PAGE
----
Opinion: Indie web series ‘Fursona Files’ looks a little mangy
by Patch O'Furr
I haven’t seen this shared around until I noticed it on the Bay Area Furries mailing list.
Admit One Productions presents – Fursona… A SNEAK PEEK from Courtney James.
(EDIT: video down, try here.)
According to their website:
What’s your Fursona? Thats [sic] the million dollar question asked in this fast paced black comedy web series about the adventures of Virginia Blake – a successful investigative journalist – who is writing an expose on the FURRY underworld to save her tarnished career!
A million dollars might elevate it to the level of an infamous CSI episode. The comparison provoked complaints about negative Furry media images, and this comment from a mailing list member:
I don’t think “Fursona Files” is going to have much effect at all, since it seems to be a grassroots-promoted independent web project (rather than primetime TV, or even basic cable). I think the most attention it’s going to get will be from people already familiar with the fandom, and they’re unlikely to base or alter their view of the fandom on a silly independent film project. If it’s good, the fandom-aware folks will share it. If it’s bad, it’ll probably die quietly.
Before watching the trailer, I poked around to learn who made it and why. Their helpful links show it’s made by a small team in the Toronto area. Their other recent project is a documentary on DJ culture; it just won a budget on Kickstarter. Their page has a prior mascot-themed music video, a pitch outline for a different Mascot themed movie, and there’s a line on Facebook about writing a Mascot-themed novel. It tells a common story of persistence to revise a concept until one version clicks. Did it improve in the process?
The trailer reminds me of previous opinions posted here about indie “furry” movie The Honey Cooler, with cheap costumes showing a shallow effort to exploit furries for sensationalism. Flimsy content is worsened by low budget acting and script. It makes me wonder, how do indie makers miss all the free consulting available from furries, who already spend time on stuff like silly blog posts about unnoticed web series?
I can’t hold ill-will towards indie folks with an eye for exploitation (as opposed to corporations who do it). They still have to do old-fashioned hard work to get anyone to care. Many talented people have succeeded that way in show biz, with exploitation films, pulp fiction, and other ridiculous, over the top stuff. It’s good not to be uptight about “our” thing, and support people being playful, provocative, irreverent or gross… if they do it well. I hope this series’ makers understand that it takes more than cheap suits to use furries and their kitsch factor for quality entertainment.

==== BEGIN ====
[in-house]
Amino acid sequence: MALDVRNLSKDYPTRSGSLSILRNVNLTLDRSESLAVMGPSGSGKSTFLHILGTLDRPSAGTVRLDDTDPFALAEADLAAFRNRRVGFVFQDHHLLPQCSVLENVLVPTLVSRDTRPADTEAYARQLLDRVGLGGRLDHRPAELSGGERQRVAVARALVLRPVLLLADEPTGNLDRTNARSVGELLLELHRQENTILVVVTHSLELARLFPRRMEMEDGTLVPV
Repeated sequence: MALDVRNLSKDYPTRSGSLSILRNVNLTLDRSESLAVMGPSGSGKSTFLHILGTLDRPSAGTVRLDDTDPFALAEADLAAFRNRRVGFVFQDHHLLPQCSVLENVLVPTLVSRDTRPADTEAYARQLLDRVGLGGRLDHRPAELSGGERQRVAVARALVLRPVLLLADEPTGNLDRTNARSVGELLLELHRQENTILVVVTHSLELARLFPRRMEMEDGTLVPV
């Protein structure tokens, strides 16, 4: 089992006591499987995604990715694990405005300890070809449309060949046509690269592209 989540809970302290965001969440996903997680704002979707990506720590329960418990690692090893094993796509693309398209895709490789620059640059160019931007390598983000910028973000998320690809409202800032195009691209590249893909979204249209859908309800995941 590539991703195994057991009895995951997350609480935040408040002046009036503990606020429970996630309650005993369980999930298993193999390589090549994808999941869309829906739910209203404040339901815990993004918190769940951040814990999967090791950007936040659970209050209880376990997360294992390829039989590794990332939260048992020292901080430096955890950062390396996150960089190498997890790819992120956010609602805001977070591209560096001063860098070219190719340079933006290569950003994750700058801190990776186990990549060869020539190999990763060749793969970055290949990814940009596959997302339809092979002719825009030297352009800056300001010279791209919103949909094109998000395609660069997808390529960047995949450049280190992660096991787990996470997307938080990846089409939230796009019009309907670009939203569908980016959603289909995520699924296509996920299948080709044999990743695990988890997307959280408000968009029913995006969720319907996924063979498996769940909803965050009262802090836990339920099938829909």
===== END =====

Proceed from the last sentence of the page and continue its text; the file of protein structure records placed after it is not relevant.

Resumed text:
BAF member Troj commented (reposted with permission):
I watched the teaser clips, and I think she’s trying way, way, way too hard to be Arrested Development or the Office, with a Family Guy cinnamon swirl.
“If it’s AWKWARD, and the characters are WEIRD and QUIRKY to the point of making the viewer uneasy, it must be FUNNY!” Erm, not necessarily.
Thus far, the writing reeks of “Lookit how clever, edgy, and hip I am!” and the acting is over-the-top, and strangely “detached,” if that makes sense.
Por ejemplo, you can totally mine authentic comedy from an unassuming old Jewish man standing up in a routine group therapy session, and stating in a deadpan that he likes to dress up as a dinosaur and ravish prostitutes, and then telling the story of how an encounter with a prostitute helped him to discover his totem animal.
This can be funny. In such a situation, your comedy will be derived from two main sources:
1) Violation of the audience’s expectations, and
2) Empathy for the main character(s) , as they react to what’s happening to them.
You could also mine humor from the man’s dinosaur species. Perhaps the main character assumes that the old man must be a mighty T-Rex, and later learns that he’s something herbivorous and unassuming, like a diplodocus. Maybe the man’s chosen species gives him trouble during sex—say, as a T-Rex, his arms are too short to reach things, or as a triceratops, his horns get stuck in the bedframe, or as an apatosaurus, he can’t undo the prostitute’s bra, or as a pterosaur, he accidentally pokes the prostitute in the eye with his beak, and has to apologize and get her an icepack. Maybe the prostitute accidentally slams his tail in a door, and then can’t get the door open.
The scene in the clip is just boring, because the script can’t stop congratulating itself for coming up with something as high-larious and shocking as a pathetic old man who dresses up as Barney to have sex, yuk yuk yuk.
So, it doesn’t build long enough to violate our expectations, and we can’t have empathy for any of the characters, because they’re too inauthentically over-the-top to feel like real people, and all of them are too busy winking at each other and us, to show that they’re too cool for school.
The irony is that there’s plenty of authentic comedy fuel in the furry community, without one having to fabricate b.s. about a dinosaur banging prostitutes. Heck, there’s plenty of genuinely funny stuff you could touch on that doesn’t even involve sex at all!
Comedy is Serious Business, people!